Samsung heir to be released free on suspended jail term
SEOUL: A South Korean appeals court Monday handed down a 2 ½-year suspended jail sentence for corruption to Samsung heir Lee Jae-yong, clearing the way for him to be freed after nearly a year in prison and return to the company's leadership.
In a surprise decision, the Seoul High Court significantly reduced the lower court's ruling and rejected most bribery charges pressed against Lee by prosecutors who sought a 12-year prison term.
The appeals court said Lee was unable to reject the then-president's request to financially support her confidante Choi Soon-sil and was coerced to make the payment. The court found Lee still guilty of giving 3.6 billion won ($3.3 million) in bribery for the equestrian training of Choi's daughter.
Attorney Lee Injae, who is the Samsung heir's lawyer, told reporters outside the court that while he respects the court's courage and wisdom, he will still bring the decision to the Supreme Court, the final court of appeal in South Korea, to fight the conviction. Prosecutors were expected to appeal the case to the Supreme Court as well.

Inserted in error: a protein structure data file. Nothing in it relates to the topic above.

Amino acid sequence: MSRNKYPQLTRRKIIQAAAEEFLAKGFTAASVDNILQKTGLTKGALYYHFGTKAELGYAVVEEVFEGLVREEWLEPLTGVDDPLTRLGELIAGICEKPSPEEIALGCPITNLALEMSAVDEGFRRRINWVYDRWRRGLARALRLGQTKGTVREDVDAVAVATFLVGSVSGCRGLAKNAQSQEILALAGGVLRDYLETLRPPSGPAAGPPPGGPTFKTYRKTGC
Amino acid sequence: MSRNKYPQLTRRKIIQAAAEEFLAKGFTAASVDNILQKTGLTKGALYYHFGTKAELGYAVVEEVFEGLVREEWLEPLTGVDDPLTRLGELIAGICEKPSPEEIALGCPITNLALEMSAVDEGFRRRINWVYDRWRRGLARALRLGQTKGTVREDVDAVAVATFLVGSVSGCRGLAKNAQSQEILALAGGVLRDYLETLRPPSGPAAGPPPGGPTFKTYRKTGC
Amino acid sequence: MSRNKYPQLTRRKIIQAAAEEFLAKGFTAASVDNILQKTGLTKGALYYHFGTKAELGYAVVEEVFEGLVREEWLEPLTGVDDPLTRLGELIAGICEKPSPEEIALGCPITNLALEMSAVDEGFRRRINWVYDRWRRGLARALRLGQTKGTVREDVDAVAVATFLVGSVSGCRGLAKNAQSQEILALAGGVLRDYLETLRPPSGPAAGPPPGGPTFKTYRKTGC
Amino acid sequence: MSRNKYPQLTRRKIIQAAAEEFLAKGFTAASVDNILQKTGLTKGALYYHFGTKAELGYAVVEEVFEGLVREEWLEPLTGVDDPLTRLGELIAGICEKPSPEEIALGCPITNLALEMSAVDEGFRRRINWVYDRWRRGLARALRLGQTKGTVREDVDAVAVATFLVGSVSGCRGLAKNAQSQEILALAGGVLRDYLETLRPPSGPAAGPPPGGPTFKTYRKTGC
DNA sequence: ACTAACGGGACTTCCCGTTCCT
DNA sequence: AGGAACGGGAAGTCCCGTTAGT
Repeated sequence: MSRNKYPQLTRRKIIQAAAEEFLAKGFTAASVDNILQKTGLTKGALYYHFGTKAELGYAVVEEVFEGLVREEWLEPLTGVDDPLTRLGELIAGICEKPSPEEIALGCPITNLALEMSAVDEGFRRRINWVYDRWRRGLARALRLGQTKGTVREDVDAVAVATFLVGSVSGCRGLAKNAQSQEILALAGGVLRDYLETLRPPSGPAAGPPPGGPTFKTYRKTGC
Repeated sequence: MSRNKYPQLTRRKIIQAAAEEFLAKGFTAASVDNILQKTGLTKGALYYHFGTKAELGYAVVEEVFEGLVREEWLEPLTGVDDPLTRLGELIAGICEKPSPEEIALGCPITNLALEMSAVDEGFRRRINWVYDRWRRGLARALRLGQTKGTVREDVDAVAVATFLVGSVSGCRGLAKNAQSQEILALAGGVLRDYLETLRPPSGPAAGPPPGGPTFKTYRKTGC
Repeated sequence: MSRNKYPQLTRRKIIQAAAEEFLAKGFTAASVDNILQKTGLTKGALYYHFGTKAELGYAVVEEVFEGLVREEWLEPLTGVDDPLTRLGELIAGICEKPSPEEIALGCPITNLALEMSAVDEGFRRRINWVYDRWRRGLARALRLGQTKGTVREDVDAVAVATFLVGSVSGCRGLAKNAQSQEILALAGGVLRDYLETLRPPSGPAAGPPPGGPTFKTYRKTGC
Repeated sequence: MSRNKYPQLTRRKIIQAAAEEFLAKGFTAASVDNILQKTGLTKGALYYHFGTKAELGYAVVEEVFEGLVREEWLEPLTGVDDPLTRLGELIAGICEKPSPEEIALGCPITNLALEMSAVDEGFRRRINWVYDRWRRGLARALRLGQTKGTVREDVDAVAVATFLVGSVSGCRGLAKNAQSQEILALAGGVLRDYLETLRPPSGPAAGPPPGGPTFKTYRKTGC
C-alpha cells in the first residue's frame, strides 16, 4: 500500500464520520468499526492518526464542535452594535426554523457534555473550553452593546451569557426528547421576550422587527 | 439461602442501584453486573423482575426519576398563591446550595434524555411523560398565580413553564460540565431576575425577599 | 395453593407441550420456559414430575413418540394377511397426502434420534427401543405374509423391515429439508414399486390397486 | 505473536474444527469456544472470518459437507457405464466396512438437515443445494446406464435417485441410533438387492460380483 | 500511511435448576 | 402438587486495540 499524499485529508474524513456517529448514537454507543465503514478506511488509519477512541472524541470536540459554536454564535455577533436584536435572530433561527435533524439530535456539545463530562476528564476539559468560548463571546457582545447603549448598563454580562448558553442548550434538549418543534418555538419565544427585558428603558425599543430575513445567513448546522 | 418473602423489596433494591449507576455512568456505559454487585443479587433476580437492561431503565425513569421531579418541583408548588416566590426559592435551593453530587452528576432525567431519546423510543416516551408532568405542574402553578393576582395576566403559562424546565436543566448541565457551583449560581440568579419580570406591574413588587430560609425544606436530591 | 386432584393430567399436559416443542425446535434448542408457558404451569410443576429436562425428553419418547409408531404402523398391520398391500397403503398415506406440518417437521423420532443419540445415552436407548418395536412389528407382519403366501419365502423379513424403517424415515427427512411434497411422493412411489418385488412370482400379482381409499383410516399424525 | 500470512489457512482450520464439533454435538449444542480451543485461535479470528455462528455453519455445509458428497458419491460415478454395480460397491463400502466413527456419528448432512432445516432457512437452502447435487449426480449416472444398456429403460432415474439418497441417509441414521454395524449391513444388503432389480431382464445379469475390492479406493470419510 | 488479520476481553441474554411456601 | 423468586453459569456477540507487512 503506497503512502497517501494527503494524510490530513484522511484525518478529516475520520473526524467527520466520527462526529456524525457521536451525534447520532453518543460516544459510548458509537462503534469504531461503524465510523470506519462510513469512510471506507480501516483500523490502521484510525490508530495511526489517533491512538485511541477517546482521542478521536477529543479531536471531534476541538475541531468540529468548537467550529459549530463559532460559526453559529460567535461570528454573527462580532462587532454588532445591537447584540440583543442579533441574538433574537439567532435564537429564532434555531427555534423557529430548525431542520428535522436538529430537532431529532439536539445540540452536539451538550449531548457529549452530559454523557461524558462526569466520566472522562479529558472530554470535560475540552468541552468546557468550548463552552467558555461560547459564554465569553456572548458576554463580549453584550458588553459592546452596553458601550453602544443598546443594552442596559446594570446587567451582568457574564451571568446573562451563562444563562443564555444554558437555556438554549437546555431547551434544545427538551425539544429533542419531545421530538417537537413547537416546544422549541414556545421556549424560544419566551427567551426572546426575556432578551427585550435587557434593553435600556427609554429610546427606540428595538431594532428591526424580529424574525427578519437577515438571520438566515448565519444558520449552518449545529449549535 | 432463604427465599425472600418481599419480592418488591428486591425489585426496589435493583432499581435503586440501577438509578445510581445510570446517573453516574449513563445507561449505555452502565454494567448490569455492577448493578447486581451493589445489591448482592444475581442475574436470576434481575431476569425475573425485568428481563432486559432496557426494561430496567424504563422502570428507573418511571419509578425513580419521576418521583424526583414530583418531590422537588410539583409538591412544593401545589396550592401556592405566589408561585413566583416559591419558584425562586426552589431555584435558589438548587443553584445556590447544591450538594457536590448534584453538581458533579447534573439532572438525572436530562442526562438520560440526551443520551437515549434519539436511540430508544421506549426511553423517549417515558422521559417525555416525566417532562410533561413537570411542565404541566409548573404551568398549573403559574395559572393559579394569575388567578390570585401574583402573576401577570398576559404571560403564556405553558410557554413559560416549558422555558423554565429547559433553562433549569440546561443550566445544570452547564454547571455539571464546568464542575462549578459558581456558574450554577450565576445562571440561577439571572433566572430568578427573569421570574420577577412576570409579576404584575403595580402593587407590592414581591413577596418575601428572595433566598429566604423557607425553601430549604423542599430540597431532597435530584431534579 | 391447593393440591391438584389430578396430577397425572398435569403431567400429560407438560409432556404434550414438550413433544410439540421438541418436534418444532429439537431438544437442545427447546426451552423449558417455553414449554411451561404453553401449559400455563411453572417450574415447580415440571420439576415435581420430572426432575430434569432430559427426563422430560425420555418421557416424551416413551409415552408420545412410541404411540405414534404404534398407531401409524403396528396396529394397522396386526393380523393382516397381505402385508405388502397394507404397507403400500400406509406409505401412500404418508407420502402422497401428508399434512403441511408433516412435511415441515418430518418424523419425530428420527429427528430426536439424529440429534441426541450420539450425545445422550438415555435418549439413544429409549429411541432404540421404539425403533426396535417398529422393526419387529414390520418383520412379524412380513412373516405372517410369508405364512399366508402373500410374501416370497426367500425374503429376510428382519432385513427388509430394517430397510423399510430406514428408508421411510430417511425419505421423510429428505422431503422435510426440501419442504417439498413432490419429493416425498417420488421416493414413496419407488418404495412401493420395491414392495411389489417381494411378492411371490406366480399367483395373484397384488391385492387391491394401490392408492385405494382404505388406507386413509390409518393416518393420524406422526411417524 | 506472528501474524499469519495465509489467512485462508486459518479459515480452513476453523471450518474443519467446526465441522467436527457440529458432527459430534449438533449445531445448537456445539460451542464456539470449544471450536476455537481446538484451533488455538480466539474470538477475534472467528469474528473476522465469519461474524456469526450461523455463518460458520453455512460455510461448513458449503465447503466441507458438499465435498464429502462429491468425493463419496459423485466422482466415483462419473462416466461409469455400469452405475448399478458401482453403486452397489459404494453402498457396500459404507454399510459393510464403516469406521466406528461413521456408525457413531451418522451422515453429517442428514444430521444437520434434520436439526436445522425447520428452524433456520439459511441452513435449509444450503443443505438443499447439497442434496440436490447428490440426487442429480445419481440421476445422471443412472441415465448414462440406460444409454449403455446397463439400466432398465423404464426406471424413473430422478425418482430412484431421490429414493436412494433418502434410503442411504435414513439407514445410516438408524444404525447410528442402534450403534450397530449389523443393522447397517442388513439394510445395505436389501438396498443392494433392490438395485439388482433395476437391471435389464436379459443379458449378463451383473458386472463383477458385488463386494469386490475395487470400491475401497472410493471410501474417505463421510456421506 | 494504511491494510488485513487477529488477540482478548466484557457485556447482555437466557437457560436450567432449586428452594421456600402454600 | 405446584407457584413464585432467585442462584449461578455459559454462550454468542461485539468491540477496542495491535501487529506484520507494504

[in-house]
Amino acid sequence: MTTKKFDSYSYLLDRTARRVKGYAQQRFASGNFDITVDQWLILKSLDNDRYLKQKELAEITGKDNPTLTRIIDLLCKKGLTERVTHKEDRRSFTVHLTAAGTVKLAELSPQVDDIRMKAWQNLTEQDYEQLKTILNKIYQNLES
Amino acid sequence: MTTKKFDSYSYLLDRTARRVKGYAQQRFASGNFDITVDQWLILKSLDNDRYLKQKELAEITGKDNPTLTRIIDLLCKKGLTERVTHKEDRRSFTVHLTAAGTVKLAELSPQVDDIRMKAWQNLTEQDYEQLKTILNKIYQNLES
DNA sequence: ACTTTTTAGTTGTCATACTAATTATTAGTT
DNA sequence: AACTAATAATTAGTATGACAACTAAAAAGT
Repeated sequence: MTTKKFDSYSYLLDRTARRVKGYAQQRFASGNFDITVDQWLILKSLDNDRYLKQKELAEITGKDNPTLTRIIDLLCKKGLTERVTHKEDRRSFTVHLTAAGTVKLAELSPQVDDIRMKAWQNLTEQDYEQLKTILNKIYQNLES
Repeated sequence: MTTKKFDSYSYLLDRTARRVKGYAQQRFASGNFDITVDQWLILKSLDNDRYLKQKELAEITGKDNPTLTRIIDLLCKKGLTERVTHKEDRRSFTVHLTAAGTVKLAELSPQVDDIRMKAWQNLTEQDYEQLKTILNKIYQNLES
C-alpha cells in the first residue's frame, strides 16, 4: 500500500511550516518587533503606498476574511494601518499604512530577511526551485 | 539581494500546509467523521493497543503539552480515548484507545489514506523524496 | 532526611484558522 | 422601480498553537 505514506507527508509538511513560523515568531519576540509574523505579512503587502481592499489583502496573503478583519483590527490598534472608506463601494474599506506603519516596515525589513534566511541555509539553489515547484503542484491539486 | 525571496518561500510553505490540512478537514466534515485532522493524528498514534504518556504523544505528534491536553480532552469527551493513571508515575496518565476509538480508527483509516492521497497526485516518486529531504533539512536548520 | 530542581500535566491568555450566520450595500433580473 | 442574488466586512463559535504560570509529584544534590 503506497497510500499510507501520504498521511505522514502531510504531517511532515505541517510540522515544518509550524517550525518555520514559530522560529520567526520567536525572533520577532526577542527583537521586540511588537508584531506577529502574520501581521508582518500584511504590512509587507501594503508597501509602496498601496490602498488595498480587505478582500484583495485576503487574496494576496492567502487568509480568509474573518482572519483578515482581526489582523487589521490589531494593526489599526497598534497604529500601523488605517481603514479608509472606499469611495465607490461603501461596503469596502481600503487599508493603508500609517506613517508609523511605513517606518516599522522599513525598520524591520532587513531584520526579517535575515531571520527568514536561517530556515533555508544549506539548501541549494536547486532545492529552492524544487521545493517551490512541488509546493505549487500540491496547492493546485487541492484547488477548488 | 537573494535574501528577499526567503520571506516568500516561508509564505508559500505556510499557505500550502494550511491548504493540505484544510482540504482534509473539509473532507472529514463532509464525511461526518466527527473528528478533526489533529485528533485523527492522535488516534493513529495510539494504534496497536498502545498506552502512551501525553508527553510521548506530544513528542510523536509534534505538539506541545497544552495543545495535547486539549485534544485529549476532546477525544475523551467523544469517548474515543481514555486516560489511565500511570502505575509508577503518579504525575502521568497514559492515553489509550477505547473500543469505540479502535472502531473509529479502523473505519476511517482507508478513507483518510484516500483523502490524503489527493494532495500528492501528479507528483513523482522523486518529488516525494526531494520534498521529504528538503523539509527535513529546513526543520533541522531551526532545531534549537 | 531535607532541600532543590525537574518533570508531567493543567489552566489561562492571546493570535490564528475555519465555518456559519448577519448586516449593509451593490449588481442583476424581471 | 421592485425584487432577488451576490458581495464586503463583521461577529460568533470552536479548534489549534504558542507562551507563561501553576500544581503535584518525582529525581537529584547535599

Lee, 49 and the only son of Samsung's ailing chairman, was given a five-year prison term in August on bribery and other charges linked to a political scandal that took down former South Korean President Park Geun-hye.
The Samsung vice chairman pleaded not guilty to charges he used Samsung corporate funds to bribe Park and a confidante, seeking to consolidate his control over Samsung and facilitate a smooth transfer of corporate leadership from his father. The appeals court said there was no corporate succession issue at stake, rejecting the lower court's view.
The more lenient ruling surprised many who were expecting a tough stance from the appeals court.
The earlier ruling on Lee was seen as a departure from the previous court cases that had been criticized for being too lenient on white-collar crimes and especially on chiefs at chaebol, or the big conglomerates that helped South Korea's rapid industrialization.
Lee's case and the current trial of former President Park, are seen as tests of the country's commitment to ending cozy ties among South Korea's political and business elite. Those links once were seen as the key to South Korea's impressive rise from the ashes of its 1950-53 war but now blamed for corruption, inequality and stifling innovation.
"To a certain extent, this case started by the public's desire wanting to see the end in collusion between the government and big businesses," said Chung Sun-sup, head of corporate analysis firm Chaebul.com.
Before the final hearing at the appeals court Lee paid back 8 billion won ($7.3 million) to Samsung Electronics. The lower court had said Lee embezzled that amount from Samsung to bribe Choi.
Despite Lee's pleading not guilty, few had expected that he would walk out of prison.
"If he were found innocent or had received a suspended prison term, it would have flipped out the entire country," Chung said.